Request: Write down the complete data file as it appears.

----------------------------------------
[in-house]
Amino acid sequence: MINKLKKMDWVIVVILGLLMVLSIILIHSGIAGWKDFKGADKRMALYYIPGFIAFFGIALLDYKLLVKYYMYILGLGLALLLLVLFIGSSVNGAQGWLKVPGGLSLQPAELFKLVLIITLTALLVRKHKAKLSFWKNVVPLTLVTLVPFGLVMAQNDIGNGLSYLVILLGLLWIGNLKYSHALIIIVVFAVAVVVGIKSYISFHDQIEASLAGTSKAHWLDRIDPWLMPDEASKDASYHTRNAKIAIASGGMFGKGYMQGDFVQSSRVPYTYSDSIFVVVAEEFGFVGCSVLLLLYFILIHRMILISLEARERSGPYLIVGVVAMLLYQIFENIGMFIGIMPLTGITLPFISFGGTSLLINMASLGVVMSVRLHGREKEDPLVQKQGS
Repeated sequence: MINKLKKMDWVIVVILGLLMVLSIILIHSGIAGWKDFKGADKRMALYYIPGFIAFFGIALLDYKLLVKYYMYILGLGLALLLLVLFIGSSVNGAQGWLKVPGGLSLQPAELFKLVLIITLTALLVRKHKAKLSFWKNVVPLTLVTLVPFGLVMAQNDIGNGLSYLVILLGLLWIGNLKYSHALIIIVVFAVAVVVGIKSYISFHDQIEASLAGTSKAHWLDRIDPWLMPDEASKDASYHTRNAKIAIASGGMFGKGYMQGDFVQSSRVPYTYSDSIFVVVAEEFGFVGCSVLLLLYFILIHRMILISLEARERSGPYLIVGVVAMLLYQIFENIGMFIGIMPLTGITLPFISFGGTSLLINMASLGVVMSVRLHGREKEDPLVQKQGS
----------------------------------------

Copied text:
[in-house]
Amino acid sequence: MINKLKKMDWVIVVILGLLMVLSIILIHSGIAGWKDFKGADKRMALYYIPGFIAFFGIALLDYKLLVKYYMYILGLGLALLLLVLFIGSSVNGAQGWLKVPGGLSLQPAELFKLVLIITLTALLVRKHKAKLSFWKNVVPLTLVTLVPFGLVMAQNDIGNGLSYLVILLGLLWIGNLKYSHALIIIVVFAVAVVVGIKSYISFHDQIEASLAGTSKAHWLDRIDPWLMPDEASKDASYHTRNAKIAIASGGMFGKGYMQGDFVQSSRVPYTYSDSIFVVVAEEFGFVGCSVLLLLYFILIHRMILISLEARERSGPYLIVGVVAMLLYQIFENIGMFIGIMPLTGITLPFISFGGTSLLINMASLGVVMSVRLHGREKEDPLVQKQGS
Repeated sequence: MINKLKKMDWVIVVILGLLMVLSIILIHSGIAGWKDFKGADKRMALYYIPGFIAFFGIALLDYKLLVKYYMYILGLGLALLLLVLFIGSSVNGAQGWLKVPGGLSLQPAELFKLVLIITLTALLVRKHKAKLSFWKNVVPLTLVTLVPFGLVMAQNDIGNGLSYLVILLGLLWIGNLKYSHALIIIVVFAVAVVVGIKSYISFHDQIEASLAGTSKAHWLDRIDPWLMPDEASKDASYHTRNAKIAIASGGMFGKGYMQGDFVQSSRVPYTYSDSIFVVVAEEFGFVGCSVLLLLYFILIHRMILISLEARERSGPYLIVGVVAMLLYQIFENIGMFIGIMPLTGITLPFISFGGTSLLINMASLGVVMSVRLHGREKEDPLVQKQGS